Day 84: Don’t give up.

Select a role-model who exemplifies perseverance and determine how you can follow her/his footsteps.

When I buy clothes, I walk into the store, find something OK, buy it and walk out again. When my wife buys clothes, she spends weeks trying to find the right combination of price, colour, fabric, size — and of course how good the chosen item is for the environment and what conditions the workers have.

When I buy anything, I usually end up paying more to make it easier. When my wife buys something, she knows exactly when and why and how — and not least how good a bargain she has made.

When I cook, I’m happy if I don’t burn the pasta. When my wife cooks, it looks like a restaurant meal every time.

When I go to a concert or a pub, I’m happy to find a decent seat. When my wife goes to a concert, she’ll spend half an hour to find better seats — even when we have a seat reservation.

When I do anything, I’m happy to do it well enough. When my wife does something, she’s always annoyed if it isn’t as good as she can make it.  When our oldest son started school in Copenhagen, she called the principal, she made me call the principal, and e-mail him many times, just to make sure everything worked out alright. I felt more like letting things happen by their own accord. (Our son switched classes before he started, because of my wife’s questions, as it turned out there had been a misunderstanding. Without her, I would have realised the misunderstanding in October.)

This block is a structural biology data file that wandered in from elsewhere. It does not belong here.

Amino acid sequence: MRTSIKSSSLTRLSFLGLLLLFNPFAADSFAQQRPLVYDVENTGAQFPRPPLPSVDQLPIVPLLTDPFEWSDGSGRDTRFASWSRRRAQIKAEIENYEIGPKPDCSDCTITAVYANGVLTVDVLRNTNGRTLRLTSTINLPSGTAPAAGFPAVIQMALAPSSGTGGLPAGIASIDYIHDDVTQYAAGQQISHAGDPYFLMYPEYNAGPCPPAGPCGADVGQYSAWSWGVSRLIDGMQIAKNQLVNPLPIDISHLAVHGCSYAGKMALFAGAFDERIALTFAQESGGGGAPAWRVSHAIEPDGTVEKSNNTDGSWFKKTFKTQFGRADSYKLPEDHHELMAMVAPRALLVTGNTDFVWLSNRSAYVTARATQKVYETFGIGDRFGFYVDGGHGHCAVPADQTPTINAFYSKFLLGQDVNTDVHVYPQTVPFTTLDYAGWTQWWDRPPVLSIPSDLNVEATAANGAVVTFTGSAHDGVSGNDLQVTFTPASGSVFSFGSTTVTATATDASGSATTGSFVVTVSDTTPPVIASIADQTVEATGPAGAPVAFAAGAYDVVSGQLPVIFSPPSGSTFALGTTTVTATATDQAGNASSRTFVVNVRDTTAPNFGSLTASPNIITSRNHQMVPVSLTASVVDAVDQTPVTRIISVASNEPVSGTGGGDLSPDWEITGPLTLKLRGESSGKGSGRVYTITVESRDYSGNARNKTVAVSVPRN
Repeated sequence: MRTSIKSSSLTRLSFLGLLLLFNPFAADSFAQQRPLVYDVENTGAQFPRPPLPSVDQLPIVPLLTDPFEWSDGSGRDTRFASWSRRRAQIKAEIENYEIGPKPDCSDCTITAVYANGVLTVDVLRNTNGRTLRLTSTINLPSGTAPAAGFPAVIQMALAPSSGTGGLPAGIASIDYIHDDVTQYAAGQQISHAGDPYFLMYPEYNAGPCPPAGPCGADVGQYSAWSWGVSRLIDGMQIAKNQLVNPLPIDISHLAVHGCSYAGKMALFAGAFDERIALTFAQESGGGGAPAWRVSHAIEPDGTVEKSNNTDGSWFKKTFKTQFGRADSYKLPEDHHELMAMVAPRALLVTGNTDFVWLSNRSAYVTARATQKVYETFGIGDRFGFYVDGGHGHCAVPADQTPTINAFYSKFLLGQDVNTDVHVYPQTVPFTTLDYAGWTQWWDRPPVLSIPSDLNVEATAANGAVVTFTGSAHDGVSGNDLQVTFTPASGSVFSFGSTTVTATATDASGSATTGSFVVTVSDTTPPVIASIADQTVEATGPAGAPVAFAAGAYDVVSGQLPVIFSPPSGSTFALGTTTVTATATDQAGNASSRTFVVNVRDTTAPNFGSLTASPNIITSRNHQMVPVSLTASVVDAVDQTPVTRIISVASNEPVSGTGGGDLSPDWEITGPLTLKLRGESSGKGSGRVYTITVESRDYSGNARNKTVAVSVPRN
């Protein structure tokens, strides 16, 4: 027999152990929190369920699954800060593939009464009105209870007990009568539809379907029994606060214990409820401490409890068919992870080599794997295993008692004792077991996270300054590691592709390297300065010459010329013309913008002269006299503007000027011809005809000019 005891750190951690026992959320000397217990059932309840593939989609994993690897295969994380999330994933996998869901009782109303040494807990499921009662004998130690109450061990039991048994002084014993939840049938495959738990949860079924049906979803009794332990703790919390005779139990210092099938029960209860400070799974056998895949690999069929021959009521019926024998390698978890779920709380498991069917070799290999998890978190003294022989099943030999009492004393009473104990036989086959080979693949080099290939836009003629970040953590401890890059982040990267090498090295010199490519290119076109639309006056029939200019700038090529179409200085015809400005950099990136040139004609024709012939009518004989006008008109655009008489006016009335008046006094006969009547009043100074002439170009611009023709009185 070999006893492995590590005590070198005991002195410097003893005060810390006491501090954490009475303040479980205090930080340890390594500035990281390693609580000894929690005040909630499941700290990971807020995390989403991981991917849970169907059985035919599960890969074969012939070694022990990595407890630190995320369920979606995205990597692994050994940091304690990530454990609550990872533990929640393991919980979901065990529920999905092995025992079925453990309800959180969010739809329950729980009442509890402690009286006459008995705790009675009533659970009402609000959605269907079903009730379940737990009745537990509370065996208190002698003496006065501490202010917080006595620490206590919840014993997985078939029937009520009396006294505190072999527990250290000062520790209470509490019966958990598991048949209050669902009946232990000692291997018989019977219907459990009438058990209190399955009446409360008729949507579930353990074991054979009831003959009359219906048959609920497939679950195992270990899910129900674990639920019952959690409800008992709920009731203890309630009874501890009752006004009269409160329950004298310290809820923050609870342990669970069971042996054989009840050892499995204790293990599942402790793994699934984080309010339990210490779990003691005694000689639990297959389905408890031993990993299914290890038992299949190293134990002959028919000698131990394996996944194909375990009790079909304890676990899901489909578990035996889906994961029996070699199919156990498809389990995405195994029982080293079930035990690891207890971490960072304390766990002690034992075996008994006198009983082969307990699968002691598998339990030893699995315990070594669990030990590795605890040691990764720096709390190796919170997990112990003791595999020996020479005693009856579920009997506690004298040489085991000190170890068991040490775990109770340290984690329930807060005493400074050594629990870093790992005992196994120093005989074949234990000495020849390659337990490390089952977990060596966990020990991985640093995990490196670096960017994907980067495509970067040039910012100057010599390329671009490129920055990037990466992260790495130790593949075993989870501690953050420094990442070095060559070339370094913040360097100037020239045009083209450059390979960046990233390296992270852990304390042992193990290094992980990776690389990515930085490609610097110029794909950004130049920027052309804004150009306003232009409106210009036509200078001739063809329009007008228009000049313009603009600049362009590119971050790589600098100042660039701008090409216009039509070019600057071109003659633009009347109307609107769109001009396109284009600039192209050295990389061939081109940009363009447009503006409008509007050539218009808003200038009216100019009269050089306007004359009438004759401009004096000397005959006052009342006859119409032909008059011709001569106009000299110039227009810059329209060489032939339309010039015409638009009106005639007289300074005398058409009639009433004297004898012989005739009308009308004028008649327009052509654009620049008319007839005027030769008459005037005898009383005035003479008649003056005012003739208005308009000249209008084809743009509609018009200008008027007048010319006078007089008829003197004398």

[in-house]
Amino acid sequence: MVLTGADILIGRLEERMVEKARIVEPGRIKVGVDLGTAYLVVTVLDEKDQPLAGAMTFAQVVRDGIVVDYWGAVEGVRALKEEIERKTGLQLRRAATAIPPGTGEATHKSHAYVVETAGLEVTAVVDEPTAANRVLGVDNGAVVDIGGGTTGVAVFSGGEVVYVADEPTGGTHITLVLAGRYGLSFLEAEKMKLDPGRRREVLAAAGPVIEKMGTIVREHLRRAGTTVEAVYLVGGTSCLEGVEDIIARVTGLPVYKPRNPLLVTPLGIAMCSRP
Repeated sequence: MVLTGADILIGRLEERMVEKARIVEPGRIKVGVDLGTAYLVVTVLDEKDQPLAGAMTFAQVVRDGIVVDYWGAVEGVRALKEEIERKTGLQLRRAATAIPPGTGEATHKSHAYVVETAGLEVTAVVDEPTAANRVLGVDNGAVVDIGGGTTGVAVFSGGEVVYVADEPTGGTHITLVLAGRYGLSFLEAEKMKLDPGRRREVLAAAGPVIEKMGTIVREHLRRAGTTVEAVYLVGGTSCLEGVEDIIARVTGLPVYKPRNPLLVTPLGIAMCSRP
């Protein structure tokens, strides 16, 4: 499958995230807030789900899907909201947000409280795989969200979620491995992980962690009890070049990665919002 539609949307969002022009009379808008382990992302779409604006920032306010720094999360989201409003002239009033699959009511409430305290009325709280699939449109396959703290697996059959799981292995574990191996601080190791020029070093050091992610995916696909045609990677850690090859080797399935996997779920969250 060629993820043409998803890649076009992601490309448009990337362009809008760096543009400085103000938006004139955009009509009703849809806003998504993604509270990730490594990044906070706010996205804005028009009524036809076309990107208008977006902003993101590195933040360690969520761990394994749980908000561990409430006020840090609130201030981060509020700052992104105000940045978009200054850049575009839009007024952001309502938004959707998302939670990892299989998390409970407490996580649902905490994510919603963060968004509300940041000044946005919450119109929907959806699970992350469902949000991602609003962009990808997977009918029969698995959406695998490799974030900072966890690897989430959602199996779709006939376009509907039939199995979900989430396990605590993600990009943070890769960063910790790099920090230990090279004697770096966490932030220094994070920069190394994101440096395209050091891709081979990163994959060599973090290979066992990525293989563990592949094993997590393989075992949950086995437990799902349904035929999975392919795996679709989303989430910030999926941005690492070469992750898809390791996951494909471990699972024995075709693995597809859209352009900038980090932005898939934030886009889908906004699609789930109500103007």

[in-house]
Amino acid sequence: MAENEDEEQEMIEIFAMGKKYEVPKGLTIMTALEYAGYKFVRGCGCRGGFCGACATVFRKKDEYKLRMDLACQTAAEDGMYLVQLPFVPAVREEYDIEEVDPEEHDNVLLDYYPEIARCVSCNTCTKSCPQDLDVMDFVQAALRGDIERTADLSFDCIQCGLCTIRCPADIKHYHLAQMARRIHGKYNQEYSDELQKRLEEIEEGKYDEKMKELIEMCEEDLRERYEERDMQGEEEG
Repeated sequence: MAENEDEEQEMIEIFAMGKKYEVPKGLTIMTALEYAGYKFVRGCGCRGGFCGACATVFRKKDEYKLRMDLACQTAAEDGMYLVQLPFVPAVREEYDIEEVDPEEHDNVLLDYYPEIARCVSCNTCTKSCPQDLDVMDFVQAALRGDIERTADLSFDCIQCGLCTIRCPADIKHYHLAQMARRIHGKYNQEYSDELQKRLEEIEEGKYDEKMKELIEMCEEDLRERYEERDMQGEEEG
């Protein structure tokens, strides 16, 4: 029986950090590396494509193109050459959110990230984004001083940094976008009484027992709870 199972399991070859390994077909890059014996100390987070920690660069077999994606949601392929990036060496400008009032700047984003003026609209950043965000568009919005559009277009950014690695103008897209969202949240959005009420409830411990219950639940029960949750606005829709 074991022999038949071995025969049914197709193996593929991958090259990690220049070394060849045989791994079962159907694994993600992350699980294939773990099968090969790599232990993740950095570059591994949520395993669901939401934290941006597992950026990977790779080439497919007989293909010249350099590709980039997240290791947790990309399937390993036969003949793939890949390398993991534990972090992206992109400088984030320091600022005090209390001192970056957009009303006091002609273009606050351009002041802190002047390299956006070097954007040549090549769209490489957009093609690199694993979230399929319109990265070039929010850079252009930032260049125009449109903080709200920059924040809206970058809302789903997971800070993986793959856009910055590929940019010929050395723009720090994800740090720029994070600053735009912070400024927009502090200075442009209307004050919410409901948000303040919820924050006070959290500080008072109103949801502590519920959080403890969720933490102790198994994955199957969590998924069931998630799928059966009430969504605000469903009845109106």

She just never gives up. When she meets obstacles, she gets annoyed and does whatever she can to overcome them, to prove people wrong, to make her world a better place. Perseverance personified. When I meet obstacles, I stop, think about it, and wait untill they go away. Which they only occasionally do. I don’t want to know what I am the personification of.

But I can learn. And I do learn. I am married to Perseverance, of course I learn, if nothing else by osmosis.

I learn that the world almost always can be changed for the better.

And that giving up usually take more effort than trudging on.

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